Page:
Medicinal plants that really work | Science | In-depth science and technology reporting | DW


Humans have been extracting healing properties from plants for thousands of years. Although herbal remedies are often considered unscientific, more than a third modern medicines are derived directly or indirectly from natural products, such as plants, micro-organisms and animals.

Now researchers from the Scripps Research Institute in the US state of California have found that a chemical extracted from the bark of the Galbulimima belgraveana tree has psychotropic effects it could help treat depression and anxiety.

The tree is found only in the remote rainforests of Papua New Guinea and northern Australia and has long been used by indigenous peoples as a remedy for pain and fever.

“It shows that Western medicine hasn’t cornered the market for new therapies; there are traditional medicines still waiting to be studied,” lead author Ryan Shenvi, PhD, a Scripps professor of chemistry, told reporters. Research, last week. .

What other medicines are found in plants?

The best-known example of a medicine extracted from a plant species is opium, which has been used to treat pain for over 4,000 years. Opiates like morphine and codeine are extracted from the opium poppy and have a powerful effect on the central nervous system.

Afghan farmers harvest raw opium in a poppy field

But what other ancient herbal medicines have demonstrable medical benefits, and what is the science behind them?

Velvet bean treats Parkinson’s disease

Velvet bean (Mucuna pruriens) has been used in ancient Indian Ayurvedic and Chinese medicine for over 3,000 years. Ancient texts tell us how healers used bean extracts to reduce tremors in patients to treat the disease we now think of as Parkinson’s disease.

Studies now show that velvet bean contains a compound called levodopaa drug used today to treat Parkinson’s disease.

Levodopa helps stop tremors by increasing dopamine signals in areas of the brain that control movement.

The modern history of levodopa began in the early 20th century when the compound was synthesized by Polish biochemist Casimir Funk. Decades later, in the 1960s, scientists discovered that levodopa could be used as an effective treatment to stop tremors in patients with Parkinson’s disease. The drug revolutionized the treatment of the disease and today remains the gold standard for its treatment.

Velvety beans on a table

Velvet seeds contain chemicals to help treat tremors caused by Parkinson’s disease

Hawthorn could be a future treatment for cardiovascular disease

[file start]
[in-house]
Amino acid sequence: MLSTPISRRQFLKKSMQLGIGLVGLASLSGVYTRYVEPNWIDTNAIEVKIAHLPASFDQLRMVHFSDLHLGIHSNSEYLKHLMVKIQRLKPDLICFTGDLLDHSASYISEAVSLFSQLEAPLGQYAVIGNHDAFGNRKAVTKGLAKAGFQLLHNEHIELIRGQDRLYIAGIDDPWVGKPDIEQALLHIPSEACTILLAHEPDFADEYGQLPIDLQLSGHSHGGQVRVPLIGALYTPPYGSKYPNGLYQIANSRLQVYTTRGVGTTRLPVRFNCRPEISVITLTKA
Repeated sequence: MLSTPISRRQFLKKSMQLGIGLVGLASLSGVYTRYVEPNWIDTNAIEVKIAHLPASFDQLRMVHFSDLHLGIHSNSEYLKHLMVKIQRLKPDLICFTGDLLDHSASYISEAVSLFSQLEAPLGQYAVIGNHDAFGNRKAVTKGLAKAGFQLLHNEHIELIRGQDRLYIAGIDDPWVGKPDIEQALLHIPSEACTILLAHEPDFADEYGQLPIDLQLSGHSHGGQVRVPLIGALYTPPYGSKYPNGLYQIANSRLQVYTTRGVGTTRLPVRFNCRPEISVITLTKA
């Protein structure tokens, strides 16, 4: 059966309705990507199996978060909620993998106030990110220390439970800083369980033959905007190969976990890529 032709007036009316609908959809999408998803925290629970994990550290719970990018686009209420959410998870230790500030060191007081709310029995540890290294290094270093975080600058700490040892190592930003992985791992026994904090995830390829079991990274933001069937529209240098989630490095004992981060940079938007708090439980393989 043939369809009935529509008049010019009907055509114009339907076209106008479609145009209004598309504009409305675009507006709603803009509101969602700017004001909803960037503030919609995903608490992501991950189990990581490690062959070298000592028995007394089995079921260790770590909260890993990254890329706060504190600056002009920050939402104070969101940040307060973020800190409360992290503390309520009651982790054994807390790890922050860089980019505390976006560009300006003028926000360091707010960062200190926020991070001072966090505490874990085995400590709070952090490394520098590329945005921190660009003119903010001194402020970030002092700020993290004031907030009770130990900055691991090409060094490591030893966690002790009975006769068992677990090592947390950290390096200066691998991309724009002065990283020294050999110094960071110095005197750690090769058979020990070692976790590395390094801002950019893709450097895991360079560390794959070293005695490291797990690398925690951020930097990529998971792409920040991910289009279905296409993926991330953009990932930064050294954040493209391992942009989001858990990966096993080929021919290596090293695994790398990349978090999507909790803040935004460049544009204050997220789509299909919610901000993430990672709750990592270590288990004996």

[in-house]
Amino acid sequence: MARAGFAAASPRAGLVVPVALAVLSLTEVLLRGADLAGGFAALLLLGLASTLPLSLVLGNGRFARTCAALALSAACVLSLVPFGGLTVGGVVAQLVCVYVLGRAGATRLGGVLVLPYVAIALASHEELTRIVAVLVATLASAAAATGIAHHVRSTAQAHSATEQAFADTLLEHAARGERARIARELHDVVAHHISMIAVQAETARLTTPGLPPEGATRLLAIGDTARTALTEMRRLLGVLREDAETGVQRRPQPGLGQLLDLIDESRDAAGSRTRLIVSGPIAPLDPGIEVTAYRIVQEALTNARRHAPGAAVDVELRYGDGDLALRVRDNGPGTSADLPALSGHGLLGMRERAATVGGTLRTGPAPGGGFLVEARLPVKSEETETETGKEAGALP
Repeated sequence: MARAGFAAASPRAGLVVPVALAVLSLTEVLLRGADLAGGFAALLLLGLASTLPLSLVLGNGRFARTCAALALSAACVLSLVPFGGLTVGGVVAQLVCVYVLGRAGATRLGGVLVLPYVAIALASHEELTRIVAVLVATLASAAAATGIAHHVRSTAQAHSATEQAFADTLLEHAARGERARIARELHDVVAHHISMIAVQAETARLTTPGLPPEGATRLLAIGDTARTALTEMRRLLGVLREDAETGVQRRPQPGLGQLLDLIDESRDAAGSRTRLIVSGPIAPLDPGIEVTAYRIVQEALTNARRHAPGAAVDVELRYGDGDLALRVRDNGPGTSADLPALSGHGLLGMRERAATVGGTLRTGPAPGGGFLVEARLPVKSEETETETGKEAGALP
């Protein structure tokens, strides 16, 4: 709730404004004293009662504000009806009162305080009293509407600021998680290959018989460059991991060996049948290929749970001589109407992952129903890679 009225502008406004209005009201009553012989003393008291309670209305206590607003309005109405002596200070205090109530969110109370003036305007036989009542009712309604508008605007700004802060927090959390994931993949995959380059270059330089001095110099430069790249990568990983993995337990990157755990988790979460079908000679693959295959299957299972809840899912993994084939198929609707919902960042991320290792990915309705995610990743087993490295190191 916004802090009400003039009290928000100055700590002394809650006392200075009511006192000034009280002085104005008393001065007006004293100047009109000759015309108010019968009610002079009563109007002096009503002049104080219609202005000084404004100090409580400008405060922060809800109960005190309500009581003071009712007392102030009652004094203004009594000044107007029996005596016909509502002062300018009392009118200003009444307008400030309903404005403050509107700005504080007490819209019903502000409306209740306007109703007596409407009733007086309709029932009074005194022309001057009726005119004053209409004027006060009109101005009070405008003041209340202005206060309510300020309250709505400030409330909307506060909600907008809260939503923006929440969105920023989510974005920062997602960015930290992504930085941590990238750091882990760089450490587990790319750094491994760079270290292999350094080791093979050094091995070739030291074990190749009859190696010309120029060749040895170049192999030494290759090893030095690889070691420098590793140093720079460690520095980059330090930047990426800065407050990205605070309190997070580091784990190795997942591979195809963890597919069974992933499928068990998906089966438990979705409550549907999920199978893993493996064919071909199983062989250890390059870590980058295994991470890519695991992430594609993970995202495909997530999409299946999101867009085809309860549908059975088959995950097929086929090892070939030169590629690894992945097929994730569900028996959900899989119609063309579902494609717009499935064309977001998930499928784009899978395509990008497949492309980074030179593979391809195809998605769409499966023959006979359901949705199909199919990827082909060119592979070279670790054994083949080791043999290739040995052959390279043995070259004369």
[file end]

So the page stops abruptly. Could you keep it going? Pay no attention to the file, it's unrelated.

The medical properties of hawthorn (Crataegus spp.) were first noted by the Greek physician Dioscorides in the 1st century and by Tang-Ben-Cao in ancient Chinese medicine in the 7th century.

Clinical trials using current research standards have shown that hawthorn reduces blood pressure and may be useful for treating cardiovascular disease. Hawthorn berries contain compounds such as bioflavonoids and proanthocyanidins that appear to have significant antioxidant activity.

Hawthorn extracts are not yet suitable for medical use by the general public – studies are ongoing and more rigorous research is needed to assess the long-term safety of using the extracts to treat disease.

hawthorn branch

Hawthorn berries taste a bit like small apples and their extracts could help treat heart or blood diseases

Pacific Yew Bark May Fight Cancer

Yews hold a special place in medicine in European mythology. Most parts of the tree are highly poisonous, causing associations with death and immortality. The Third Witch of Macbeth mentions “yew slats cut into strips during the lunar eclipse” (Macbeth Act 4, Scene 1).

But it is a species of yew from North America, the Pacific yew (Taxus brevifolia), which has the most beneficial medical properties.

Scientists in the 1960s discovered that the bark of the tree contains compounds called taxels. One of these taxels, called Paclitaxel, has been developed into an effective cancer drug. Paclitaxel can prevent cancer cells from dividing, thus stopping the growth of the disease.

Pacific yew in Oregon

Pacific yew in the US state of Oregon

The wonder drug from willow bark

Willow bark is another traditional medicine with a long history. The bark was adopted 4,000 years ago in ancient Sumer and Egypt to treat pain and has been a staple of medicine ever since.

Willow bark contains a compound called salicin, which would later form the basis for the discovery of aspirin, the world’s most widely abused drug.

Aspirin has several different medical benefits, including pain relief, fever reduction, and stroke prevention. Its first widespread use was during the 1918 flu pandemic to treat high temperatures.

Willow bark on a table

Willow bark is commonly found in the northern hemisphere

Edited by: Clare Roth


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